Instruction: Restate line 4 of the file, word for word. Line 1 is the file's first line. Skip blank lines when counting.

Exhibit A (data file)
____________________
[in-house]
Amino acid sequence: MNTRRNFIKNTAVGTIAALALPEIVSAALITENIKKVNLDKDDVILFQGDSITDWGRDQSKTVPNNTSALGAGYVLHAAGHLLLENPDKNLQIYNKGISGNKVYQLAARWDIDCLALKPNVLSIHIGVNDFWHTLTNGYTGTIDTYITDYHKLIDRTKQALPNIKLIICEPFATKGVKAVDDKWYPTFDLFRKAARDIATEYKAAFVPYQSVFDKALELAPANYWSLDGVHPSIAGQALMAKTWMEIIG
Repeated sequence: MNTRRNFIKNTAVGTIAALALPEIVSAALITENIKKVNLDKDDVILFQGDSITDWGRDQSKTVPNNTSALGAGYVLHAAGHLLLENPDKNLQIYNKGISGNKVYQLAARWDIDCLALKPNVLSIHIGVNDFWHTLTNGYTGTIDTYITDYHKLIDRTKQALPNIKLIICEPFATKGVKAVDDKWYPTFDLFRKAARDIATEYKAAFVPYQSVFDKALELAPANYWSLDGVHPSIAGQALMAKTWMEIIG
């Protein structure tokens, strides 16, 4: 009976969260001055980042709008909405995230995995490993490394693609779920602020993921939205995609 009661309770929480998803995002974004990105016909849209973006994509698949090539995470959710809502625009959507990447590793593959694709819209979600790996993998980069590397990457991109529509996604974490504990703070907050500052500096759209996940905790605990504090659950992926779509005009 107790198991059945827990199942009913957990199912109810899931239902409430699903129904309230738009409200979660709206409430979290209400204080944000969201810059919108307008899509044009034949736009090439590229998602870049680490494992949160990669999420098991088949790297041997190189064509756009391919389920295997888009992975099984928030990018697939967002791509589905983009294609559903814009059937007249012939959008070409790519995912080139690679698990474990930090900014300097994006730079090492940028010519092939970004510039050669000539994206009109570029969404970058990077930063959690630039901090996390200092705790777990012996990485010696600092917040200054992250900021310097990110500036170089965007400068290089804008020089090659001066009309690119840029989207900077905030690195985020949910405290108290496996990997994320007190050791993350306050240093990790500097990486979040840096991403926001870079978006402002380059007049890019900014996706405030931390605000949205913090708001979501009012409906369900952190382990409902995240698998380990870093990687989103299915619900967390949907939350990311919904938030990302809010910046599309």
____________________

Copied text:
């Protein structure tokens, strides 16, 4: 009976969260001055980042709008909405995230995995490993490394693609779920602020993921939205995609 009661309770929480998803995002974004990105016909849209973006994509698949090539995470959710809502625009959507990447590793593959694709819209979600790996993998980069590397990457991109529509996604974490504990703070907050500052500096759209996940905790605990504090659950992926779509005009 107790198991059945827990199942009913957990199912109810899931239902409430699903129904309230738009409200979660709206409430979290209400204080944000969201810059919108307008899509044009034949736009090439590229998602870049680490494992949160990669999420098991088949790297041997190189064509756009391919389920295997888009992975099984928030990018697939967002791509589905983009294609559903814009059937007249012939959008070409790519995912080139690679698990474990930090900014300097994006730079090492940028010519092939970004510039050669000539994206009109570029969404970058990077930063959690630039901090996390200092705790777990012996990485010696600092917040200054992250900021310097990110500036170089965007400068290089804008020089090659001066009309690119840029989207900077905030690195985020949910405290108290496996990997994320007190050791993350306050240093990790500097990486979040840096991403926001870079978006402002380059007049890019900014996706405030931390605000949205913090708001979501009012409906369900952190382990409902995240698998380990870093990687989103299915619900967390949907939350990311919904938030990302809010910046599309």